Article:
kill -3 is your friend

One nice feature of Java runtime is when you send the QUIT signal to a Java process, it outputs the full thread dump to stdout. To send the that signal, just open a terminal and type:

kill -QUIT <pid>


kill -3 <pid>

Where <pid> is the process Id. This does not terminate the process; all threads will continue doing what they were doing.

That feature can be very useful when the application seems to freeze or when you have a very intermittent issue (intermittent deadlock). With the full thread dump, you can see what every thread was doing at that particular moment. So in case of a deadlock, you will be able to see what monitors and what threads are involved.

This can also be helpful to diagnose performance bottlenecks. Suppose you are load testing an application and it does not deliver the expected throughput, but the CPU usage is not the problem. For instance, with kill -3 you will notice right away that the size of the jdbc connection pool is not big enough and all threads are waiting on it for a connection to free.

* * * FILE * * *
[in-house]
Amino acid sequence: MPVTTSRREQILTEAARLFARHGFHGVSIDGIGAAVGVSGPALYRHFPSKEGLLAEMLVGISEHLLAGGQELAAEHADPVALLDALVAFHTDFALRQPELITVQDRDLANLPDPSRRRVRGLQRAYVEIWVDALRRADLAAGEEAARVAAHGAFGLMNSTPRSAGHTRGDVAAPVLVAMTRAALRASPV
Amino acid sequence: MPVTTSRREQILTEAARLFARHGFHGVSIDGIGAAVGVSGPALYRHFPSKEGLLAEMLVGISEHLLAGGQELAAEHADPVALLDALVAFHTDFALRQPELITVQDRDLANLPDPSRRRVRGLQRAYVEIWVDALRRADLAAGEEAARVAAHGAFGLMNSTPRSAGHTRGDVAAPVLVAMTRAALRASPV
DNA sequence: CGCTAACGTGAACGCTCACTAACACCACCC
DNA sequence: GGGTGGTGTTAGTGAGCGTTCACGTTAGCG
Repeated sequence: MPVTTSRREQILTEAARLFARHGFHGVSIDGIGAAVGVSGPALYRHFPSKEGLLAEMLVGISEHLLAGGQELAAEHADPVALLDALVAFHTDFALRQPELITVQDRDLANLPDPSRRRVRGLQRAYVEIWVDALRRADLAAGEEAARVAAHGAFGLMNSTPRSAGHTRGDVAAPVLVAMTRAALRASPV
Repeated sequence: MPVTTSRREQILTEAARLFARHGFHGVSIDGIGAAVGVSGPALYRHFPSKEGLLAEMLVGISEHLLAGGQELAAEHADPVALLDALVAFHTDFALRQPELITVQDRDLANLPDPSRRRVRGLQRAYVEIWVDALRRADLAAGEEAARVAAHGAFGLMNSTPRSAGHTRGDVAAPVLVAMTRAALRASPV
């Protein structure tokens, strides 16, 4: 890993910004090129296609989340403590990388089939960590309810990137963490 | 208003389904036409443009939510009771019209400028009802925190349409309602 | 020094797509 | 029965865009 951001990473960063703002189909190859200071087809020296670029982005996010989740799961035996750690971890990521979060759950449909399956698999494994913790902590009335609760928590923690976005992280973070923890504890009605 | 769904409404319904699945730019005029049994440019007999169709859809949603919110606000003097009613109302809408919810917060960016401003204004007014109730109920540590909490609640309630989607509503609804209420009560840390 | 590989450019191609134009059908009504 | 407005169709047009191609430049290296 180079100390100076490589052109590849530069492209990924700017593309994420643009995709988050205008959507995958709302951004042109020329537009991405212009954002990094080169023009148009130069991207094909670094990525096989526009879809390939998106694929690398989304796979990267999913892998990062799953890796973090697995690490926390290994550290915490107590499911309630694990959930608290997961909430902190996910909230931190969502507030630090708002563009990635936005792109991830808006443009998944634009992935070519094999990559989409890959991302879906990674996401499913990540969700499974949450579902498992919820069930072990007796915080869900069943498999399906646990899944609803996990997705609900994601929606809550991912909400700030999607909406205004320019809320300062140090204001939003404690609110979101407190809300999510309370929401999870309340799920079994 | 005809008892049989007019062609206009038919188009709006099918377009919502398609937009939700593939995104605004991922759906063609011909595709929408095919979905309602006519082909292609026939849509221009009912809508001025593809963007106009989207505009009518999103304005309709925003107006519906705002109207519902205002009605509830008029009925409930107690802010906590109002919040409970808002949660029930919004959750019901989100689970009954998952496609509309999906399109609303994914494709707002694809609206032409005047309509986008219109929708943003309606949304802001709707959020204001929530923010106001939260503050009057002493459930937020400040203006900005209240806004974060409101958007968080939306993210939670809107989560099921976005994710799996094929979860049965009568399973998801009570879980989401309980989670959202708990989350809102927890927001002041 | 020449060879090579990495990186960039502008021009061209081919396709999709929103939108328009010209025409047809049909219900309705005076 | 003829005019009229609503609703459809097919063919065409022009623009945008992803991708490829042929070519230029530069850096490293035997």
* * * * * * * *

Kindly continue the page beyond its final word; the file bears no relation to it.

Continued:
Remote Debugging in Java

One thing people ask me from time to time is how to debug a remote Java application. This can be very useful when you experience problems at customer site, but cannot reproduce them in a development environment. We all know logs files do not always contain all information required to solve the issues. In such case, remote debugging can be very useful.

To start remote debugging, one simply needs to add extra VM arguments to the Java command line:

-Xdebug -Xrunjdwp:transport=dt_socket,server=y,suspend=n,address=8000

Then, you can use the remote feature of your IDE to connect to the Java process in using the port specified above (8000). For Instance, in eclipse, you would do:

Run -> Debug Configurations… -> Remote Java Applications -> Create new

In the Host field, you enter the host name or IP of the machine running the Java application. In the Port field, you enter the port specified above (8000).

Note that remote debugging also works nicely with SSH tunnels.